Zaria Forman saw her first glacier in 2007. She was 23, a recent grad of Skidmore’s studio art program who’d grown up just north of Manhattan in a home well stocked with paints, crayons, and charcoal sticks. That summer’s trip to western Greenland was one of many her family embarked on to the globe’s least-developed corners, courtesy of her mother, landscape photographer Rena Bass Forman. Seeing the towering glaciers of Ilulissat, some of which rivaled New York skyscrapers in stature, set Forman’s own artistic journey in motion. “It really opened my eyes to the climate crisis,” she says from her Brooklyn studio. “It’s arguably the largest crisis we face as a global society.”
Forman, now 36, has spent the last 12 years visiting the polar regions, speaking with Inuit communities, and documenting her findings through her medium of choice: soft pastels, which she blends and smudges onto paper to create large-scale, hyperrealistic portraits of the melting beauties. “They have such personality,” she says, noting glaciers’ constant rumblings, pops, and crackles. “You feel their presence.” During that inaugural Arctic trip, the family traveled by motorboat around the nearly 40-mile-long Jakobshavn Glacier (which birthed the iceberg that ultimately sank the Titanic). Five years later, in 2012, Forman led her first expedition back up Greenland’s northwestern coast. She’d intended to guide a group of artists and scholars alongside her mother, but was returning instead to scatter her ashes. (Bass Forman was diagnosed with a malignant brain tumor in 2011 and passed away just six months later.) “It was a way for me to process my grief,” Forman says of the trip.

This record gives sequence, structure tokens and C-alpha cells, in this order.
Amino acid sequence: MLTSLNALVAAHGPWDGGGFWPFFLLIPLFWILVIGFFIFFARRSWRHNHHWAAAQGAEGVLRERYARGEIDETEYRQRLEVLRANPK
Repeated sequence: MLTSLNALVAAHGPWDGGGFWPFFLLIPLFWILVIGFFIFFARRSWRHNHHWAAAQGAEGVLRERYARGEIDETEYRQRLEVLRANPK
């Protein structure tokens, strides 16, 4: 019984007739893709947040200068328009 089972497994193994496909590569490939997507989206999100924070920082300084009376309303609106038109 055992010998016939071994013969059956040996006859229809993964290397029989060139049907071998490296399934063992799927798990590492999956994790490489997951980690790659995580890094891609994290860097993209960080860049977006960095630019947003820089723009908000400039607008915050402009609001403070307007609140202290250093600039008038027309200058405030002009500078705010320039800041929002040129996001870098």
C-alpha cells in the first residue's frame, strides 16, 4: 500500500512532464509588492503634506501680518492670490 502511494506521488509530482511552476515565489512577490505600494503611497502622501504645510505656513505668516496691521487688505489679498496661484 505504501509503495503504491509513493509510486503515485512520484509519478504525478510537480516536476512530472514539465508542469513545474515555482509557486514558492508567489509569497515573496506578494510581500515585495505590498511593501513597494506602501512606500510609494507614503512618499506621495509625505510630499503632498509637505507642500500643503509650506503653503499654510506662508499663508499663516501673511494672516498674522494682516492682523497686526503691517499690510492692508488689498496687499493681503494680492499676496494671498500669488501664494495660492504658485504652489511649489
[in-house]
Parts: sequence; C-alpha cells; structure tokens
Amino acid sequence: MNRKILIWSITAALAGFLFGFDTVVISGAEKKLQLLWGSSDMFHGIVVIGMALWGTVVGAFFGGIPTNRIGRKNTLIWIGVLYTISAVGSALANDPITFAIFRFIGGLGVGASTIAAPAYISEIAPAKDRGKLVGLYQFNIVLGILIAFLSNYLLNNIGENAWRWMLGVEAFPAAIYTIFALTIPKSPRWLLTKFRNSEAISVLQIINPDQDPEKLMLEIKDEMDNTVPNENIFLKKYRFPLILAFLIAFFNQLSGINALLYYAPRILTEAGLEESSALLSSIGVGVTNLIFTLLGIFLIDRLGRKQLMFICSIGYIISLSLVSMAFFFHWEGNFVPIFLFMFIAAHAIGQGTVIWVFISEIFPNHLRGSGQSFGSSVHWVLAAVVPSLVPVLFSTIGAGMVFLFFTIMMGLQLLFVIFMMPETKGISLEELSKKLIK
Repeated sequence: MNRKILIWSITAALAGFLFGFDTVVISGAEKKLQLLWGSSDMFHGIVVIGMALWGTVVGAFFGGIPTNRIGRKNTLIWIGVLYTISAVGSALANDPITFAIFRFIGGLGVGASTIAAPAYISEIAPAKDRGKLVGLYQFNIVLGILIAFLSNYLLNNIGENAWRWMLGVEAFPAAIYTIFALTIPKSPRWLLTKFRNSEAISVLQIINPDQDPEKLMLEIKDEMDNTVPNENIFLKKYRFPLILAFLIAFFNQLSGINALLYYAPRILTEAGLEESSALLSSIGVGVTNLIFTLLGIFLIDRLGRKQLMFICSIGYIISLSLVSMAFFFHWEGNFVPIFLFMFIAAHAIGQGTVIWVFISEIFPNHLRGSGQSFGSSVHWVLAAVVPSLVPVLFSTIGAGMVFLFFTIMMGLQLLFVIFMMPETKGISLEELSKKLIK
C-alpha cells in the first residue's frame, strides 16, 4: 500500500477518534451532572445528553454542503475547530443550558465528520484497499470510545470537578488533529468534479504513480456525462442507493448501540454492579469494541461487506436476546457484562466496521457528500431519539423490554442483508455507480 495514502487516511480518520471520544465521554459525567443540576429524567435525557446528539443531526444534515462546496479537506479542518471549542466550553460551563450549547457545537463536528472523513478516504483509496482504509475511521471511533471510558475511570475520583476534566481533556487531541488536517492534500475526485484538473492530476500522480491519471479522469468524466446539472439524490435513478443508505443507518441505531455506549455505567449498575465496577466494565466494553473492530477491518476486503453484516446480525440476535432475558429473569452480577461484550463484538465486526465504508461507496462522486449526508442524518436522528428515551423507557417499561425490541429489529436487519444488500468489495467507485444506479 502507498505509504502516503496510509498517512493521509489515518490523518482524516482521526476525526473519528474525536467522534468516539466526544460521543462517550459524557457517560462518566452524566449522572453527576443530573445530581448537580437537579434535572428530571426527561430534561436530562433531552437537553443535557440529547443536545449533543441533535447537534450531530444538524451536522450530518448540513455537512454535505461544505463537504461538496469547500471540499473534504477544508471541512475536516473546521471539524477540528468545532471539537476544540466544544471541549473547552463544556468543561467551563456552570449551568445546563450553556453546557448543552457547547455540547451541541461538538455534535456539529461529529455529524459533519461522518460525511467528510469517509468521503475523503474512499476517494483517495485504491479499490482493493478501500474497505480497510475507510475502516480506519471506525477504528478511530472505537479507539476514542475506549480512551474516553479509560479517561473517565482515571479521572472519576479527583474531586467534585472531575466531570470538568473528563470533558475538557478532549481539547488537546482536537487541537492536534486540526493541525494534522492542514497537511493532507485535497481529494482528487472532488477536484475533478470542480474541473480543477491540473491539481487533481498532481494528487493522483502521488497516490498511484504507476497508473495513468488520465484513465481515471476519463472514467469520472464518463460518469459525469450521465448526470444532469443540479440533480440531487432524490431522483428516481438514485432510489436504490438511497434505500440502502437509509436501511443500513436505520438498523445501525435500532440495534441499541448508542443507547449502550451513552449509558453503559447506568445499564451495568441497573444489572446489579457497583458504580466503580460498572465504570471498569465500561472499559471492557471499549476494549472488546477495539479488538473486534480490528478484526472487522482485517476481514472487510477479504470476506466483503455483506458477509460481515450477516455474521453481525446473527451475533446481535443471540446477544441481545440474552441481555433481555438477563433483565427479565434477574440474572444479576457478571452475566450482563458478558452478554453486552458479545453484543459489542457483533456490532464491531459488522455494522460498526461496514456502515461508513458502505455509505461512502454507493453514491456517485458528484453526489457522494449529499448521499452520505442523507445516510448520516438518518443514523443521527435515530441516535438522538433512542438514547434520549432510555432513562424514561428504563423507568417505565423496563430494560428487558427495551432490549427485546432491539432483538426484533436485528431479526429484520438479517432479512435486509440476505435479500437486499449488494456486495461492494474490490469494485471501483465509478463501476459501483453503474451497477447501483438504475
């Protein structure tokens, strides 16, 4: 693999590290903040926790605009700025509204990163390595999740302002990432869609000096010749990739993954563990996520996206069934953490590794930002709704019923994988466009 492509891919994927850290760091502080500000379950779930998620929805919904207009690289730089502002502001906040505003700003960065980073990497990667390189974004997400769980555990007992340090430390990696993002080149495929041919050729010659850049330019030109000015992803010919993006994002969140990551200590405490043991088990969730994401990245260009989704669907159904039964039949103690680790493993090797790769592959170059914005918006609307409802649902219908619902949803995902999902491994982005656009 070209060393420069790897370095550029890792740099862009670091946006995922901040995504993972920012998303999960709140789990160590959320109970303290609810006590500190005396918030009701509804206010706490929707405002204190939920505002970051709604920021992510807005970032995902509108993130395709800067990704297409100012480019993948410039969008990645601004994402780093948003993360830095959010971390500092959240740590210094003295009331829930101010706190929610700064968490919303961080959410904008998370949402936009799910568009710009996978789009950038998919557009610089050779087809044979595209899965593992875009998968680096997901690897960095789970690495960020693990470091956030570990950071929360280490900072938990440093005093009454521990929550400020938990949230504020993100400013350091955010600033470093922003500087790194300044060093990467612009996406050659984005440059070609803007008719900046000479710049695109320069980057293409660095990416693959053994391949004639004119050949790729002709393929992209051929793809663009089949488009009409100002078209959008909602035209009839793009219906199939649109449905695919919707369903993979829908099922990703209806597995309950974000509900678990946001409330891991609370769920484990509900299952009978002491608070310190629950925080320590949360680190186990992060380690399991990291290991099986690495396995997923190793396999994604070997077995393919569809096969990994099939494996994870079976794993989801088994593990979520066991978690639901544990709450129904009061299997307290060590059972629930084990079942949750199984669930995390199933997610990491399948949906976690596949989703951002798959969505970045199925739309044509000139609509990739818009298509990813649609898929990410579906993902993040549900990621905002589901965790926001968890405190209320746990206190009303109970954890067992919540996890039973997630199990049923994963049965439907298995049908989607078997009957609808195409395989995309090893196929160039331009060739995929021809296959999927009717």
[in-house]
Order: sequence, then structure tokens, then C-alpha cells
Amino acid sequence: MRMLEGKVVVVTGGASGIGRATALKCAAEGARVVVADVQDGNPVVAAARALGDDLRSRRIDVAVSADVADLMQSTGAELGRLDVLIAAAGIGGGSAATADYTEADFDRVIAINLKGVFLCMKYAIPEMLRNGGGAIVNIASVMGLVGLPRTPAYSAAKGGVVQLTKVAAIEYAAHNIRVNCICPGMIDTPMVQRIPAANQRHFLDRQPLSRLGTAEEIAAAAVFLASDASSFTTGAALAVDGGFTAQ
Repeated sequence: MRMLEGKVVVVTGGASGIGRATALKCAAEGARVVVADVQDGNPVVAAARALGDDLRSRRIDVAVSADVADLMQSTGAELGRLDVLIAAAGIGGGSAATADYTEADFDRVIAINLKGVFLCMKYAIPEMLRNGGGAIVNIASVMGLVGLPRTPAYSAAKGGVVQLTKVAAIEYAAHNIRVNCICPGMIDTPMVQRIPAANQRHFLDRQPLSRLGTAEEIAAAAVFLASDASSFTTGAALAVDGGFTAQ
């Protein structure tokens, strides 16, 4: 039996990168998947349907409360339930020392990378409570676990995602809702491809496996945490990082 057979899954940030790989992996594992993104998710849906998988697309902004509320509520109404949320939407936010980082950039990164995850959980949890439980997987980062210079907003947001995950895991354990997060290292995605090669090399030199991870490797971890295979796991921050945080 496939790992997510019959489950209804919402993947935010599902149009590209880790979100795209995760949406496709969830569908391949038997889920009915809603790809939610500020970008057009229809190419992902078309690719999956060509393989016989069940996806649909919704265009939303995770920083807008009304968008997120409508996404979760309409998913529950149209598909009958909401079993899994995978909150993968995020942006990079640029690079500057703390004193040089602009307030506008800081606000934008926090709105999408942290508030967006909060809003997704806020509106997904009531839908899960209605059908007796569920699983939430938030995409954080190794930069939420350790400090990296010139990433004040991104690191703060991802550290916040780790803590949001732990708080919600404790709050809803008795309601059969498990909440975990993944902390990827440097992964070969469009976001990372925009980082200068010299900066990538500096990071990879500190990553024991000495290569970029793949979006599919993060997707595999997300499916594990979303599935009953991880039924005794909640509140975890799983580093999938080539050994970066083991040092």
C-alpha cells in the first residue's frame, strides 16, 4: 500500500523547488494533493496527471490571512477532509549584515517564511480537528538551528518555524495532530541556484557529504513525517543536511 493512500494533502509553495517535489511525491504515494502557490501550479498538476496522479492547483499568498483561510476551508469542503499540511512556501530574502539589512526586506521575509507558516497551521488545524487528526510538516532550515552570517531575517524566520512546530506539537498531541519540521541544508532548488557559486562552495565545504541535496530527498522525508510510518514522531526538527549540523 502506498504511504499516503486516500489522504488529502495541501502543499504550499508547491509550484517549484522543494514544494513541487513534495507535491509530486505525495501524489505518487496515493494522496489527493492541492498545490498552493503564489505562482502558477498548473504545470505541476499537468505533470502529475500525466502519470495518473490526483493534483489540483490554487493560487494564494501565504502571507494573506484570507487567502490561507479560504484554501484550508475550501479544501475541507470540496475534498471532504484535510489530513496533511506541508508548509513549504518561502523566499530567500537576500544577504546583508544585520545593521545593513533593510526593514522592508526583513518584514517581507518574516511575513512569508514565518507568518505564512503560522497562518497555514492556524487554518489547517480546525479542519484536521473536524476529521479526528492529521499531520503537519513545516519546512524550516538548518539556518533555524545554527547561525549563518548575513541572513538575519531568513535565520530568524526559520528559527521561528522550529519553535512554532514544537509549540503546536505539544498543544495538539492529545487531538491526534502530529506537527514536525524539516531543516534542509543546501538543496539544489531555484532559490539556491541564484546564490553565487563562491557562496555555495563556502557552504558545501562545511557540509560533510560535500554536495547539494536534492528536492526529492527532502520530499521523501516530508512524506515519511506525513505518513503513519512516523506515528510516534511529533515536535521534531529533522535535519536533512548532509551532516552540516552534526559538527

Since then, she’s flown over Antarctica and Chile with NASA, tracked ice melt in the equatorial Maldives, snuggled with massive elephant seal pups in South Georgia Island, and spent a month aboard a National Geographic ship bound for Antarctica. “Some air bubbles captured inside ice sheets there are two and a half million years old,” she says. “Surrounding that ice is ancient atmosphere.” She returns from each trip with gigabytes of photographs, then sorts through thousands of images in her vaulted studio in Brooklyn’s Bedford-Stuyvesant neighborhood. “I’m not a scientist,” Forman says. “People are driven to act based on their emotions. The point of this work is to translate the data that scientists are collecting into an emotional experience.”
For her next endeavor, Forman is teaming up with Lindblad Expeditions and National Geographic to curate a permanent exhibit aboard their new cruise ship, the National Geographic Endurance. The exhibition, Change, will feature artists whose work is inspired by polar regions. “Passengers are seeing these landscapes in a vulnerable way,” she says. “They change you. The show will help passengers want to protect and preserve these places.”